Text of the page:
The name Fonthill is usually associated with William Beckford's extravagant Gothic Revival House. However, it was built on the site of a grand Neo-Palladian mansion, Fonthill House, or Fonthill Splendens as it was also known.
Fonthill Splendens was too large to be considered a villa; nevertheless it owed much to Palladian villa design.
Begun around 1757, Fonthill Splendens was not completed until 1770. It was clearly considered a building of significance since six plates are dedicated to it in Woolfe and Gandon's fourth volume of 'Vitruvius Britannicus' of 1767, supporting its description as "a magnificent edifice."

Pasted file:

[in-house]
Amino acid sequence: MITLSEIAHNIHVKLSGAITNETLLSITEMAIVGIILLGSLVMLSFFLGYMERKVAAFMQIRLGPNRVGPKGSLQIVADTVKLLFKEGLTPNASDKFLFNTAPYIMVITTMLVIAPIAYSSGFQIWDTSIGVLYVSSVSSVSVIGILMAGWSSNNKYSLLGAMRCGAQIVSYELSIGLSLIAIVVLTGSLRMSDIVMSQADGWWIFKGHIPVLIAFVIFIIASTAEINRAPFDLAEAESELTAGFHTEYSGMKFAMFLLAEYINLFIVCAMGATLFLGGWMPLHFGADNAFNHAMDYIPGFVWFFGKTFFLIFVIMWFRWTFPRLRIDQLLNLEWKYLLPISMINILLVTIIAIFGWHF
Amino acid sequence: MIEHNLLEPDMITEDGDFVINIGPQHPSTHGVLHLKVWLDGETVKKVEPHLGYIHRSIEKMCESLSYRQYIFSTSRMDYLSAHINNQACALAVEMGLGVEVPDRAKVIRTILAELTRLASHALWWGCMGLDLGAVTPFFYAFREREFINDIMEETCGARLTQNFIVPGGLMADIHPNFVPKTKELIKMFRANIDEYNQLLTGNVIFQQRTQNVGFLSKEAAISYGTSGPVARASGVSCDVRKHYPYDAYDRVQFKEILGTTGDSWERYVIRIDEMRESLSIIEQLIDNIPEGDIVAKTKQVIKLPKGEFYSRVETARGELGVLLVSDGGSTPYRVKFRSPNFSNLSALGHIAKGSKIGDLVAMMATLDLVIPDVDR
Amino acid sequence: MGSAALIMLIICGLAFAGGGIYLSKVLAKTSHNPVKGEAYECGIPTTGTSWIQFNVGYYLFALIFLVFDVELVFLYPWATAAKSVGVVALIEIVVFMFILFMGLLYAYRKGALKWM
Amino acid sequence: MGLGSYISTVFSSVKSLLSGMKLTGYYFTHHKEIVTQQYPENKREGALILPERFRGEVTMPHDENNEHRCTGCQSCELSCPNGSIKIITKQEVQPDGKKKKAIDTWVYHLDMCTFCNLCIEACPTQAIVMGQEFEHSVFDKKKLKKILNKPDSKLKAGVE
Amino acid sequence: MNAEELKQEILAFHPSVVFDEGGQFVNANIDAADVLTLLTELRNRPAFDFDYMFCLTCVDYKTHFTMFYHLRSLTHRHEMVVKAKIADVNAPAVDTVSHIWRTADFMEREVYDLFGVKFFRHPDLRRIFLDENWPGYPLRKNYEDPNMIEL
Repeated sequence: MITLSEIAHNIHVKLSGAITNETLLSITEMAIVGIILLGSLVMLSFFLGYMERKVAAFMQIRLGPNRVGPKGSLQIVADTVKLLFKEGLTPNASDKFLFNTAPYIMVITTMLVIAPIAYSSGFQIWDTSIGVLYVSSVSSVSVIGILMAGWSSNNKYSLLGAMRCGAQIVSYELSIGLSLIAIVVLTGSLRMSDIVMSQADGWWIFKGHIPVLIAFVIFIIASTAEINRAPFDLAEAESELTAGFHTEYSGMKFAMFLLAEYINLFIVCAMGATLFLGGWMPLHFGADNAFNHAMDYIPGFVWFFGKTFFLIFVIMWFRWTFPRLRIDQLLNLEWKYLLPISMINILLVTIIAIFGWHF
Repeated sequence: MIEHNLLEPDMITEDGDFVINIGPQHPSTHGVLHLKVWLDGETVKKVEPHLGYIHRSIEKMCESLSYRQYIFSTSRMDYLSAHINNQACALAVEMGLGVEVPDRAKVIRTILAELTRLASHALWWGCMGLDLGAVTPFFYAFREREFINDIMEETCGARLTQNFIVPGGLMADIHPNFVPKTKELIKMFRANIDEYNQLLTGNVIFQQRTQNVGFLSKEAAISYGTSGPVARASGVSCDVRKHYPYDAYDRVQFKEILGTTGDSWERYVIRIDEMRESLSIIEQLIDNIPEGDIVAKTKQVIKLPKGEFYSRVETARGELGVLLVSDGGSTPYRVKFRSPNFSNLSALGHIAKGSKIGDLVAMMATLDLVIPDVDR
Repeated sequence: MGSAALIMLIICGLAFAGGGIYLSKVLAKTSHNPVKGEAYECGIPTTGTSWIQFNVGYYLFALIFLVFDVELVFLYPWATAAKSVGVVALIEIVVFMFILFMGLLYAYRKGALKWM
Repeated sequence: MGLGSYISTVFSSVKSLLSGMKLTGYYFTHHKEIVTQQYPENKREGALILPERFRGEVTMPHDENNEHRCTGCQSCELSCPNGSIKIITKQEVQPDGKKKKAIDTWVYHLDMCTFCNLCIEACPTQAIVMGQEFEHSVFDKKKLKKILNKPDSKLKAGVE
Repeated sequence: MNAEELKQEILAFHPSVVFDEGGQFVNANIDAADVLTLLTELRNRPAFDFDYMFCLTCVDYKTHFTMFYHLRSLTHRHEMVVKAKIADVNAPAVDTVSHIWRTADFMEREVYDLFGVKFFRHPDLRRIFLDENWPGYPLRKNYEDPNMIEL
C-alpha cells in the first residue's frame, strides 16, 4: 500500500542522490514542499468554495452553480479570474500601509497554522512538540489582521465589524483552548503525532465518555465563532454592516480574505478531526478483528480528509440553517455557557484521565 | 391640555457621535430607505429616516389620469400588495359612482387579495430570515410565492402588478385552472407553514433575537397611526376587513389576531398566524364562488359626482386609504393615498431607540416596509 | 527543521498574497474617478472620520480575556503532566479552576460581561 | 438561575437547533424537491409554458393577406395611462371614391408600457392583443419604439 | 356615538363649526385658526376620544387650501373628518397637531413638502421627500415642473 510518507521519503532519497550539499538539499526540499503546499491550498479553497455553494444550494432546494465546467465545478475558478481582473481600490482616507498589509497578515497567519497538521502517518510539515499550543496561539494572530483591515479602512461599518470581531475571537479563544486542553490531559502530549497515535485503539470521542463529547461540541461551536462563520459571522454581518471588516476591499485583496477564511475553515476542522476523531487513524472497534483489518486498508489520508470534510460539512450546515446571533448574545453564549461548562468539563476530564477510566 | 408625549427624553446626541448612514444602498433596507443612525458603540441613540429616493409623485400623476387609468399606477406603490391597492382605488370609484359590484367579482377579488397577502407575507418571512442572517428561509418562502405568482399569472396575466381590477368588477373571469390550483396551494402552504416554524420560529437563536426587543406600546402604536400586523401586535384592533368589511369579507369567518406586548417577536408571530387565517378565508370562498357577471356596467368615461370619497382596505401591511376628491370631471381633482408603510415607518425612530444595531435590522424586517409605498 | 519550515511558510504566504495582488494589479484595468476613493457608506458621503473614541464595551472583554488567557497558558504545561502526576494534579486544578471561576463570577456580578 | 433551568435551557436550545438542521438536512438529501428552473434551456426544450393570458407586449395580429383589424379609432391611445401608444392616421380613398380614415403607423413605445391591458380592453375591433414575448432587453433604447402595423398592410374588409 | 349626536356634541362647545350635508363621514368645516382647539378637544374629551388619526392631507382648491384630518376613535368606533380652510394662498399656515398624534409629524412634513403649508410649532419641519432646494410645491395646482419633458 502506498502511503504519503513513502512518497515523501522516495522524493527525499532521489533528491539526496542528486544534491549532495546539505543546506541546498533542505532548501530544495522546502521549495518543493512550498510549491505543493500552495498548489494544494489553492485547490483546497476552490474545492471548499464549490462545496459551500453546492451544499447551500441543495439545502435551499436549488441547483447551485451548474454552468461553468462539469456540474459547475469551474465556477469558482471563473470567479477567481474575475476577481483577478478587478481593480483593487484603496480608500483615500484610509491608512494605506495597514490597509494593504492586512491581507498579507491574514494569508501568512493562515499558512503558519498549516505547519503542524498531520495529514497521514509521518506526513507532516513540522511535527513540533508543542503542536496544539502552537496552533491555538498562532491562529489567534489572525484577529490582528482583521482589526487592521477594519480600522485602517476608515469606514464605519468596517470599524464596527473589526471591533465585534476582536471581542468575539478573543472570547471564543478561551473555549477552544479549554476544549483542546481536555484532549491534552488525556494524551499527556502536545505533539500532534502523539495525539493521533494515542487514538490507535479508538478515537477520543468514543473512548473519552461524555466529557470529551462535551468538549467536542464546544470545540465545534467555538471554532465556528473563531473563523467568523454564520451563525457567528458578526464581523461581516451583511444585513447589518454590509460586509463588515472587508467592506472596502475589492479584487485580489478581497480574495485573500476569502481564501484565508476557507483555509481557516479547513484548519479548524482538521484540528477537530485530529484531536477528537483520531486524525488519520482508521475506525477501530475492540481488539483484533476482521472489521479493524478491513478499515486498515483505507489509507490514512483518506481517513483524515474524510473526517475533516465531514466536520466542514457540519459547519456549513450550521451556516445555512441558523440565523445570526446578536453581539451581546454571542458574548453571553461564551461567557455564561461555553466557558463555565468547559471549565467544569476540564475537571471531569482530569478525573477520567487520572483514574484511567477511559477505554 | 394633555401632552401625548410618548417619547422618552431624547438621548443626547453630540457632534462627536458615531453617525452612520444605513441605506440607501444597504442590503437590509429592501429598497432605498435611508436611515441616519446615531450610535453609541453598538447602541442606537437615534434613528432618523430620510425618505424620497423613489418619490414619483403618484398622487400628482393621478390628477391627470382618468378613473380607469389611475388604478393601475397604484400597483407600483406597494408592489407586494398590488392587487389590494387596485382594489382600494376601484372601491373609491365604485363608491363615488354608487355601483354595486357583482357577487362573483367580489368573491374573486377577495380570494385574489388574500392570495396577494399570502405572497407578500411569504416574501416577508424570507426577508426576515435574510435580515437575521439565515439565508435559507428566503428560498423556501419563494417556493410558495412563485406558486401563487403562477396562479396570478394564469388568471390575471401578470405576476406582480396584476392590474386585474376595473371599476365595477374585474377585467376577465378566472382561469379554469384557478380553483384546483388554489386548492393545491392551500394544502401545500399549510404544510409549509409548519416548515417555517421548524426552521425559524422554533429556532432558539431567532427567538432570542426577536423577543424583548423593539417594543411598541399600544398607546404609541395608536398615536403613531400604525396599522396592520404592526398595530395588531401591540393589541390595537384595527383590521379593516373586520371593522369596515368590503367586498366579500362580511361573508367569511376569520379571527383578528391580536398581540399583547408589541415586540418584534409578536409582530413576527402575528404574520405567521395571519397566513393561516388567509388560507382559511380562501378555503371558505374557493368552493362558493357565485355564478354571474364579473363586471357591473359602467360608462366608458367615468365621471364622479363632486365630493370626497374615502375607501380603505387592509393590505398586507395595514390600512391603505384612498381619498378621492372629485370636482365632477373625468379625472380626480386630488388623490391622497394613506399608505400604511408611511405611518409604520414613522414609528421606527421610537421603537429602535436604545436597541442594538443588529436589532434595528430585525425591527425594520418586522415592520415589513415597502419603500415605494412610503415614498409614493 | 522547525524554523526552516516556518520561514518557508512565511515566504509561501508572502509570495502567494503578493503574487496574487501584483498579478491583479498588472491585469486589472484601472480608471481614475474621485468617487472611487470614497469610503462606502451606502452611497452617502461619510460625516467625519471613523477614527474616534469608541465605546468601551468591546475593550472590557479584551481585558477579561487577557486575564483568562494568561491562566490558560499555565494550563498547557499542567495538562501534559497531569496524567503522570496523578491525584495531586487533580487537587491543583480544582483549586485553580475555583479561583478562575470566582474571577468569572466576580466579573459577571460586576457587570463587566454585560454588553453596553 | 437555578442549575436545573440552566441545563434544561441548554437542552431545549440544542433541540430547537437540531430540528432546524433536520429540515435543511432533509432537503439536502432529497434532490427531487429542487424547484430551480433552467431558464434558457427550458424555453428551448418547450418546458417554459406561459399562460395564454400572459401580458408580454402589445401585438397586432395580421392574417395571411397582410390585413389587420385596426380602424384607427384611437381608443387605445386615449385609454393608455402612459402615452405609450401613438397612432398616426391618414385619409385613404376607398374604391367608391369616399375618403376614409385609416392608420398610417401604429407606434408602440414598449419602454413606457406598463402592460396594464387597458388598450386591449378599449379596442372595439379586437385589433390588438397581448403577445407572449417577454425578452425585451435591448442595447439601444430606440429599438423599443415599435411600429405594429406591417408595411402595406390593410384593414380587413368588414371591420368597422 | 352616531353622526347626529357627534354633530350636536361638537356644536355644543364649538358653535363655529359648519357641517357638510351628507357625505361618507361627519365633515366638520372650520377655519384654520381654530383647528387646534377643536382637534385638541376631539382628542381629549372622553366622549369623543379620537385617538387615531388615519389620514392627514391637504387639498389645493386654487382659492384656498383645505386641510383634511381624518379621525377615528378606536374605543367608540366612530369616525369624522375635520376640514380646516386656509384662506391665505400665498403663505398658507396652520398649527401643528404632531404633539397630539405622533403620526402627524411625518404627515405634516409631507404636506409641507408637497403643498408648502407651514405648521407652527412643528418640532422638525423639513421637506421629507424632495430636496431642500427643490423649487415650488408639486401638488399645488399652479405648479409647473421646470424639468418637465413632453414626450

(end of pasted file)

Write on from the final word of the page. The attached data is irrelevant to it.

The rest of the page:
The name of the architect is given in an eighteenth-century list of country houses as "Mr Hoore" although later correspondence states the name as "Hoare."
The use of a near square central building linked to two service pavilions via curved colonnades is derived from several of Palladio's villa designs, including the Villa Mocenigo on the Brenta, which was never built.
Four columned porticos are used on both of the main fronts, which were reached via external steps, rising above a rusticated basement.
Both fronts also adopted Venetian windows. On the south, banded rustication is included around the window. This feature may have been copied from Colen Campbell's Houghton Hall in Norfolk, on which the overall design and plan of the house was partly based.
The house was lost when it was demolished by William Beckford to make space for an extravagant Gothic Revival house - which also disappeared when it collapsed in 1825.